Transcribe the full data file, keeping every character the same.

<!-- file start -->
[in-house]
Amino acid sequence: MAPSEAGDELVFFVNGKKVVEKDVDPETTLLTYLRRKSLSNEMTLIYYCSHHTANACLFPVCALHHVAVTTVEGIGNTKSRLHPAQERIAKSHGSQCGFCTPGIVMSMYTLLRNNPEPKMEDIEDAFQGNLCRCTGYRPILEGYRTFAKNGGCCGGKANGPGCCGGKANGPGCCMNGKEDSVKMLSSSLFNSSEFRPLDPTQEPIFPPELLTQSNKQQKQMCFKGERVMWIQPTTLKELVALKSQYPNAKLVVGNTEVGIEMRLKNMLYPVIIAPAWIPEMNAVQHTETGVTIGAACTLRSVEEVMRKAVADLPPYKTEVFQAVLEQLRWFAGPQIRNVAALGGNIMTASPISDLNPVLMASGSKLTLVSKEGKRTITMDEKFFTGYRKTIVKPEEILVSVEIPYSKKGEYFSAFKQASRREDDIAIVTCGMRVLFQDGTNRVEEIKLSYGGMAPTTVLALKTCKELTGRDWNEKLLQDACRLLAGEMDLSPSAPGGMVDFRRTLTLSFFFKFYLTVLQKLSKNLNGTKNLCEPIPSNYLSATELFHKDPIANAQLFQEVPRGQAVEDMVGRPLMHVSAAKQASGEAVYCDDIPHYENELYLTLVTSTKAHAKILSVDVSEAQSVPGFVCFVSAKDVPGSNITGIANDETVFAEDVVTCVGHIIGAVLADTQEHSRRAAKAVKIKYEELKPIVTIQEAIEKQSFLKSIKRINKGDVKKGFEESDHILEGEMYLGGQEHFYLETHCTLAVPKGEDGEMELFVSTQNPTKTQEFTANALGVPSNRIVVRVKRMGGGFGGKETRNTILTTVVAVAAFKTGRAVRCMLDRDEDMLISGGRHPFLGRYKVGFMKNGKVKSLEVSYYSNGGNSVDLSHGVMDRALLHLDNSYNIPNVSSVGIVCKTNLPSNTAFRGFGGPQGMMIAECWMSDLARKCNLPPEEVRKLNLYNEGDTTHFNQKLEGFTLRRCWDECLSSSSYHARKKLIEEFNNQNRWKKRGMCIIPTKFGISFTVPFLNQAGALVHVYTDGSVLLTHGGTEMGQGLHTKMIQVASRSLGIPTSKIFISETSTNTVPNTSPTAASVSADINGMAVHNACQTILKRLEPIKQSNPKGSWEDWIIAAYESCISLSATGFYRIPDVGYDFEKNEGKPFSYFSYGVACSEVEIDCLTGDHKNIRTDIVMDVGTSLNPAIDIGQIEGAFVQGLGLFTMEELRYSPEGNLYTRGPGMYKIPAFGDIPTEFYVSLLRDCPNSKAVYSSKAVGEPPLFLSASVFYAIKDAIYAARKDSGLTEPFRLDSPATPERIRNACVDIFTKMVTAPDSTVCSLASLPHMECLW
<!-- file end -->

[in-house]
Amino acid sequence: MAPSEAGDELVFFVNGKKVVEKDVDPETTLLTYLRRKSLSNEMTLIYYCSHHTANACLFPVCALHHVAVTTVEGIGNTKSRLHPAQERIAKSHGSQCGFCTPGIVMSMYTLLRNNPEPKMEDIEDAFQGNLCRCTGYRPILEGYRTFAKNGGCCGGKANGPGCCGGKANGPGCCMNGKEDSVKMLSSSLFNSSEFRPLDPTQEPIFPPELLTQSNKQQKQMCFKGERVMWIQPTTLKELVALKSQYPNAKLVVGNTEVGIEMRLKNMLYPVIIAPAWIPEMNAVQHTETGVTIGAACTLRSVEEVMRKAVADLPPYKTEVFQAVLEQLRWFAGPQIRNVAALGGNIMTASPISDLNPVLMASGSKLTLVSKEGKRTITMDEKFFTGYRKTIVKPEEILVSVEIPYSKKGEYFSAFKQASRREDDIAIVTCGMRVLFQDGTNRVEEIKLSYGGMAPTTVLALKTCKELTGRDWNEKLLQDACRLLAGEMDLSPSAPGGMVDFRRTLTLSFFFKFYLTVLQKLSKNLNGTKNLCEPIPSNYLSATELFHKDPIANAQLFQEVPRGQAVEDMVGRPLMHVSAAKQASGEAVYCDDIPHYENELYLTLVTSTKAHAKILSVDVSEAQSVPGFVCFVSAKDVPGSNITGIANDETVFAEDVVTCVGHIIGAVLADTQEHSRRAAKAVKIKYEELKPIVTIQEAIEKQSFLKSIKRINKGDVKKGFEESDHILEGEMYLGGQEHFYLETHCTLAVPKGEDGEMELFVSTQNPTKTQEFTANALGVPSNRIVVRVKRMGGGFGGKETRNTILTTVVAVAAFKTGRAVRCMLDRDEDMLISGGRHPFLGRYKVGFMKNGKVKSLEVSYYSNGGNSVDLSHGVMDRALLHLDNSYNIPNVSSVGIVCKTNLPSNTAFRGFGGPQGMMIAECWMSDLARKCNLPPEEVRKLNLYNEGDTTHFNQKLEGFTLRRCWDECLSSSSYHARKKLIEEFNNQNRWKKRGMCIIPTKFGISFTVPFLNQAGALVHVYTDGSVLLTHGGTEMGQGLHTKMIQVASRSLGIPTSKIFISETSTNTVPNTSPTAASVSADINGMAVHNACQTILKRLEPIKQSNPKGSWEDWIIAAYESCISLSATGFYRIPDVGYDFEKNEGKPFSYFSYGVACSEVEIDCLTGDHKNIRTDIVMDVGTSLNPAIDIGQIEGAFVQGLGLFTMEELRYSPEGNLYTRGPGMYKIPAFGDIPTEFYVSLLRDCPNSKAVYSSKAVGEPPLFLSASVFYAIKDAIYAARKDSGLTEPFRLDSPATPERIRNACVDIFTKMVTAPDSTVCSLASLPHMECLW